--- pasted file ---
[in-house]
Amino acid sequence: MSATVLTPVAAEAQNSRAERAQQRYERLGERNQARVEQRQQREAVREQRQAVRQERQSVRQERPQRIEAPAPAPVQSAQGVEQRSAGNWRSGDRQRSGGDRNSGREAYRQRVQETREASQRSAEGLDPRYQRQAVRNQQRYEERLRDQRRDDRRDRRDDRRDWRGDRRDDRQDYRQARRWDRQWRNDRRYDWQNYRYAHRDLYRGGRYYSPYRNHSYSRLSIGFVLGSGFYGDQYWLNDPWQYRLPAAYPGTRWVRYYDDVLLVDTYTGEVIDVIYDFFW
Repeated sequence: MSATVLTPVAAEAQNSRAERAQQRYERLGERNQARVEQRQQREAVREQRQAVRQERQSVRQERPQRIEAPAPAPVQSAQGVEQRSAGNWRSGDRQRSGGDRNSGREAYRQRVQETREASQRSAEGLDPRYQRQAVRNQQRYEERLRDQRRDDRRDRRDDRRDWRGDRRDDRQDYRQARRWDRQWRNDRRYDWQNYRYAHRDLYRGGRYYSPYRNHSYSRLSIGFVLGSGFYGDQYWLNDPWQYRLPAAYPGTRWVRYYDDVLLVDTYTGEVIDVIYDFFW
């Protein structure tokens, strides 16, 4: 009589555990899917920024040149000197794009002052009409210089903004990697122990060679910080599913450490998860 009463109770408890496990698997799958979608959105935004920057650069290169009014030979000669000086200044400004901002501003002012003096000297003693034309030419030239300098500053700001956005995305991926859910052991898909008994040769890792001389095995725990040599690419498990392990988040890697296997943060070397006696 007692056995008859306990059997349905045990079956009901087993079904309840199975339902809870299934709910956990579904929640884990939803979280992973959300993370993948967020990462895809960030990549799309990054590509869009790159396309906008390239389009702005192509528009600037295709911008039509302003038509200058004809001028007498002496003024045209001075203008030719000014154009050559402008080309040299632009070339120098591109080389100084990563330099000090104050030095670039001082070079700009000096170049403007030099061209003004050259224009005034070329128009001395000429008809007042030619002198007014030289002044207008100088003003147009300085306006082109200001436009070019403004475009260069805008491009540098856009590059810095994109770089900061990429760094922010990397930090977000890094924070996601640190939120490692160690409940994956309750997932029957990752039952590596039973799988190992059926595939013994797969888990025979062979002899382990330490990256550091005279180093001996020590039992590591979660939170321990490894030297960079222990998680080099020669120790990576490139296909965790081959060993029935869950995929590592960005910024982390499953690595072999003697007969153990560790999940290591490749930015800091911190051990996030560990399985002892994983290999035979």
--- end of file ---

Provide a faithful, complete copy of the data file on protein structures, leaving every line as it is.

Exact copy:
[in-house]
Amino acid sequence: MSATVLTPVAAEAQNSRAERAQQRYERLGERNQARVEQRQQREAVREQRQAVRQERQSVRQERPQRIEAPAPAPVQSAQGVEQRSAGNWRSGDRQRSGGDRNSGREAYRQRVQETREASQRSAEGLDPRYQRQAVRNQQRYEERLRDQRRDDRRDRRDDRRDWRGDRRDDRQDYRQARRWDRQWRNDRRYDWQNYRYAHRDLYRGGRYYSPYRNHSYSRLSIGFVLGSGFYGDQYWLNDPWQYRLPAAYPGTRWVRYYDDVLLVDTYTGEVIDVIYDFFW
Repeated sequence: MSATVLTPVAAEAQNSRAERAQQRYERLGERNQARVEQRQQREAVREQRQAVRQERQSVRQERPQRIEAPAPAPVQSAQGVEQRSAGNWRSGDRQRSGGDRNSGREAYRQRVQETREASQRSAEGLDPRYQRQAVRNQQRYEERLRDQRRDDRRDRRDDRRDWRGDRRDDRQDYRQARRWDRQWRNDRRYDWQNYRYAHRDLYRGGRYYSPYRNHSYSRLSIGFVLGSGFYGDQYWLNDPWQYRLPAAYPGTRWVRYYDDVLLVDTYTGEVIDVIYDFFW
């Protein structure tokens, strides 16, 4: 009589555990899917920024040149000197794009002052009409210089903004990697122990060679910080599913450490998860 009463109770408890496990698997799958979608959105935004920057650069290169009014030979000669000086200044400004901002501003002012003096000297003693034309030419030239300098500053700001956005995305991926859910052991898909008994040769890792001389095995725990040599690419498990392990988040890697296997943060070397006696 007692056995008859306990059997349905045990079956009901087993079904309840199975339902809870299934709910956990579904929640884990939803979280992973959300993370993948967020990462895809960030990549799309990054590509869009790159396309906008390239389009702005192509528009600037295709911008039509302003038509200058004809001028007498002496003024045209001075203008030719000014154009050559402008080309040299632009070339120098591109080389100084990563330099000090104050030095670039001082070079700009000096170049403007030099061209003004050259224009005034070329128009001395000429008809007042030619002198007014030289002044207008100088003003147009300085306006082109200001436009070019403004475009260069805008491009540098856009590059810095994109770089900061990429760094922010990397930090977000890094924070996601640190939120490692160690409940994956309750997932029957990752039952590596039973799988190992059926595939013994797969888990025979062979002899382990330490990256550091005279180093001996020590039992590591979660939170321990490894030297960079222990998680080099020669120790990576490139296909965790081959060993029935869950995929590592960005910024982390499953690595072999003697007969153990560790999940290591490749930015800091911190051990996030560990399985002892994983290999035979």